Importance ≠ Greatness.

First, we have to understand what we mean by importance.  Usually it means that the show has a strong impact either on the medium or on society as a whole.  But that does not mean that the work is therefore of a high or good quality.

The example I like to use is Star Trek vs. Star Trek: The Next Generation.  As Wayne said, "like Star Trek: The Next Generation. In many ways it's superior but will never be as recognized as the original."

No on can deny the influence Star Trek has had on not only televised science fiction but also on science in the real world.  How many people were inspired to pursue science because of the wonder they felt at watching Kirk and his crew go where no man had gone before.

But if you look at it in terms of pure quality of acting, spectacle, directing, etc, I believe many would say that The Next Generation is a better show, though less important.

For this list, I am looking at the best sitcoms of ALL TIME.  One of the big drawbacks of a show if it is cutting edge and modern.  That is because the modern becomes dated very quickly.  As CS Lewis said something akin to: nothing is so quickly out of fashion that that which is in fashion.

One sitcom that is not on my list, to the chagrin of more than a few, is All in the Family.

There is no doubt that this is an important show.  It brought up subjects that were taboo in that day like racial strife and sexual assault.  It spawned many imitators and spinoffs.  To this day, many shows still use the Bunkers as a model of sitcom success.  And to be sure there are many admirable qualities to this show, not the least of which is Carol O'Connor's amazing performance as Archie Bunker.  It is a further testament to its impact that Archie's chair is currently residing in the Smithsonian Institute.

But in its overwhelming desire to be cutting edge, the show firmly planted itself in its own era.  The show is dated in a way that works against it.  Most shows are set in a very specific time or place, but All in the Family wanted to say something about "today."  But now, "today" is "yesterday" and it doesn't speak as strongly as it once did.  The urgency of topics such as the ERA and interracial dating don't have the same impact because the ERA is dead and most people don't care about two people of different races dating.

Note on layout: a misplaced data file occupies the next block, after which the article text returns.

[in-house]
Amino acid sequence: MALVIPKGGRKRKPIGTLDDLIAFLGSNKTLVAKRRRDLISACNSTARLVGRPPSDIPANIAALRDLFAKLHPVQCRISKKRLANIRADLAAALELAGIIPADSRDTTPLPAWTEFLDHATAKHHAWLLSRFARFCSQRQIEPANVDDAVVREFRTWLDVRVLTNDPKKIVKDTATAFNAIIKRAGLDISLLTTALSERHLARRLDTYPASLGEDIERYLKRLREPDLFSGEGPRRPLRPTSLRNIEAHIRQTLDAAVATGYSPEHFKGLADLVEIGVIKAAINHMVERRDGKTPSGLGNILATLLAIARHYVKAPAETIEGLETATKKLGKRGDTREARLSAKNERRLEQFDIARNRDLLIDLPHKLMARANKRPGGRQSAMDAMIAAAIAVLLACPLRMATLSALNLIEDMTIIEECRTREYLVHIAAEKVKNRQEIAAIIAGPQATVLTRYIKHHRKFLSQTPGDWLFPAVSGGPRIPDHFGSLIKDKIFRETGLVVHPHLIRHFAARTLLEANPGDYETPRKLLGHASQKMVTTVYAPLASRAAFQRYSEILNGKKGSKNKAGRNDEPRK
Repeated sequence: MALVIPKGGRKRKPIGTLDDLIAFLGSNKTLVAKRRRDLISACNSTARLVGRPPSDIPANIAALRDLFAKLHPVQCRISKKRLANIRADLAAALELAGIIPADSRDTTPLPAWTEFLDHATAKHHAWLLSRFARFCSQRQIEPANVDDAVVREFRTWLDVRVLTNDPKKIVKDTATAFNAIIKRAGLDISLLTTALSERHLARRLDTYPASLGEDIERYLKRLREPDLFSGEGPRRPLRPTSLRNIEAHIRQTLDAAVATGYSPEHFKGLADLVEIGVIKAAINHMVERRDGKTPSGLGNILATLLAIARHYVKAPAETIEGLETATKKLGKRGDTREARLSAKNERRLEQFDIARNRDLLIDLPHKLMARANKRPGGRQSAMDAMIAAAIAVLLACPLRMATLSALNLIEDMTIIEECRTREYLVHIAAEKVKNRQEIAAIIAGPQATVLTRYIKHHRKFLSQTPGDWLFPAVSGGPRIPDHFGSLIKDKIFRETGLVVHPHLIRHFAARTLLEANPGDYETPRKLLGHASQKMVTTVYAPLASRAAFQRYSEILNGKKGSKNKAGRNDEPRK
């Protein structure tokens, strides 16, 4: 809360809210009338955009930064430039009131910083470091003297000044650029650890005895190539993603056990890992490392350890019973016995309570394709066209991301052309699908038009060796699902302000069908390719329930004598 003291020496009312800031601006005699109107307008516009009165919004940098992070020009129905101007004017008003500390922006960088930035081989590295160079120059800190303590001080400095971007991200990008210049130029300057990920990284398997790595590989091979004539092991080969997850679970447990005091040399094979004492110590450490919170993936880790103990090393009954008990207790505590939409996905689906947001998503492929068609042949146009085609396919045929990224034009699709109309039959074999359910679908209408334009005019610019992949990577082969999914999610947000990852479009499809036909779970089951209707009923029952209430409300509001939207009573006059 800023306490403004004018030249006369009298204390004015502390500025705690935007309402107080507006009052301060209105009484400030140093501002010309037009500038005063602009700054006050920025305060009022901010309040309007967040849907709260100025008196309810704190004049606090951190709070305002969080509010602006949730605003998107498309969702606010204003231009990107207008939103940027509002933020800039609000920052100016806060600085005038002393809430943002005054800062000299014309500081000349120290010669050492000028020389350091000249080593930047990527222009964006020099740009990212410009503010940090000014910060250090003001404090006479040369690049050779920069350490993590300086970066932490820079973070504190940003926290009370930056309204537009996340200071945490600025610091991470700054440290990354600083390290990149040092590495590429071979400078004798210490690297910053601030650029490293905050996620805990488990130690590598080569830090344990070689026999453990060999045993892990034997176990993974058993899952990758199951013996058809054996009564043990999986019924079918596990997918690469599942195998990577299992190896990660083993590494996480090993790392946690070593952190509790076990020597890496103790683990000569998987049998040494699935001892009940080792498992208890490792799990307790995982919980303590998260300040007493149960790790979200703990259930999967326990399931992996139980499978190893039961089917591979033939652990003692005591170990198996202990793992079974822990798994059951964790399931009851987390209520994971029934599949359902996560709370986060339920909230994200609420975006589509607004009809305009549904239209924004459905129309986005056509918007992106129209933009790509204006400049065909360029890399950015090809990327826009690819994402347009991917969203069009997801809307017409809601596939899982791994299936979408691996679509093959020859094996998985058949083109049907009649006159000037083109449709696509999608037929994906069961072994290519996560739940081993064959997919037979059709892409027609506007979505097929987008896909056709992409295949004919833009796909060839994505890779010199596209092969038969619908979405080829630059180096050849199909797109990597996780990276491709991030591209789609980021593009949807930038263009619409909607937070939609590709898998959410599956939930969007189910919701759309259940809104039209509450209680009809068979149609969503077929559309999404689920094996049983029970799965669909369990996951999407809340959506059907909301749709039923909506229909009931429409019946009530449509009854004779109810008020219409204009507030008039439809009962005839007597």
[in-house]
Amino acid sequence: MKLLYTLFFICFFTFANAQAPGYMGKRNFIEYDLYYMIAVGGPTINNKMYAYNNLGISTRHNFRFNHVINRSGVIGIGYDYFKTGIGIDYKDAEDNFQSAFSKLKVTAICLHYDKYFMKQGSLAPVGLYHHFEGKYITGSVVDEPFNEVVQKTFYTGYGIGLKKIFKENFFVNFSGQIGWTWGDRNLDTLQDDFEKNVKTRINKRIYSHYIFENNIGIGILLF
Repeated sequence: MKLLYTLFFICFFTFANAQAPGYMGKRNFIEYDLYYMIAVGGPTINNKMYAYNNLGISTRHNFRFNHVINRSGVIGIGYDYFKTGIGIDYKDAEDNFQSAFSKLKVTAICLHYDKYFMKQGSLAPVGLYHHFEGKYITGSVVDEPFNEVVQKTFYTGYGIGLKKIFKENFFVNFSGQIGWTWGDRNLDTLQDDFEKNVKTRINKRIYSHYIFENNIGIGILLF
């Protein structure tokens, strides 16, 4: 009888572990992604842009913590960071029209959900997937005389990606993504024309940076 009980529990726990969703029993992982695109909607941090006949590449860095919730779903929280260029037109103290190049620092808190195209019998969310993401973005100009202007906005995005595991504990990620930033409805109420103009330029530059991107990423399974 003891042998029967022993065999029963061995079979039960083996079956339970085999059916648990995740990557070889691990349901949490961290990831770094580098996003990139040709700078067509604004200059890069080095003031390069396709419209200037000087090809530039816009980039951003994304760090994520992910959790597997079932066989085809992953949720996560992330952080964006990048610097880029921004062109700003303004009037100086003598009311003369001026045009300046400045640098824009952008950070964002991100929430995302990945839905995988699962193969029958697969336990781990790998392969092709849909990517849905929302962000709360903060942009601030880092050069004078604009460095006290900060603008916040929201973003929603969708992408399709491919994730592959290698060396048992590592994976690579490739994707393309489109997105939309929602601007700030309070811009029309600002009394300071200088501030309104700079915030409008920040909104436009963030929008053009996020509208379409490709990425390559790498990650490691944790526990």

The way a show sidesteps this problem is to make the show more universal.  Yes, hairstyles and pop culture references will pin it down in the timeline somewhat.  But if the humor and themes are universal, then it can transcend its place and time.

The difficulty with any judgment of how well a current show will hold up in the future is that none of us knows.  We can only guess.  There are always things that used to make us laugh that we simply outgrow or move on from.  This list is constantly open to revision, as it should be as I grow and (hopefully) mature.  But from my vantage point here at the tail end of 2014, this is how I see things.

Now, even though I respect popular opinion, I am not a pure populist.  Just because a show is revered or successful does not make it great.  Full House was awful but had high ratings.  Freaks and Geeks was cancelled after only 10 episodes, but I defy anyone not to watch it and be in awe of the fact that they managed to make every character three-dimensional and real.

But I strive not to fall into the hipster trap of elevating things because they are obscure.  I don't dislike something because it many people like it.  I remember someone once said to me that they refused to see Titanic in the theaters because everyone else they know had seen it.  It was their way of showing that they couldn't be influenced.  But they didn't see the irony that other people did make the decision for them, it was only a negative decision: a decision not to see it.

I know that some of my choice have been a bit off the beaten path (I am still catching flack about Clerks).  But it is only because I truly believe that they are still funny, regardless of how popular or unpopular they were.

So as we get down to the final five, keep in mind that there are many important shows that have not and will not show up on this list.

If they do, it will only be because they are great.

Saturday, November 15, 2014

Film Review: Interstellar

This is Christopher Nolan's most ambitious film in scope and depth.  And it soars to great heights like few movies can.

But Nolan's ambition exceeds his grasp.  (more on this later)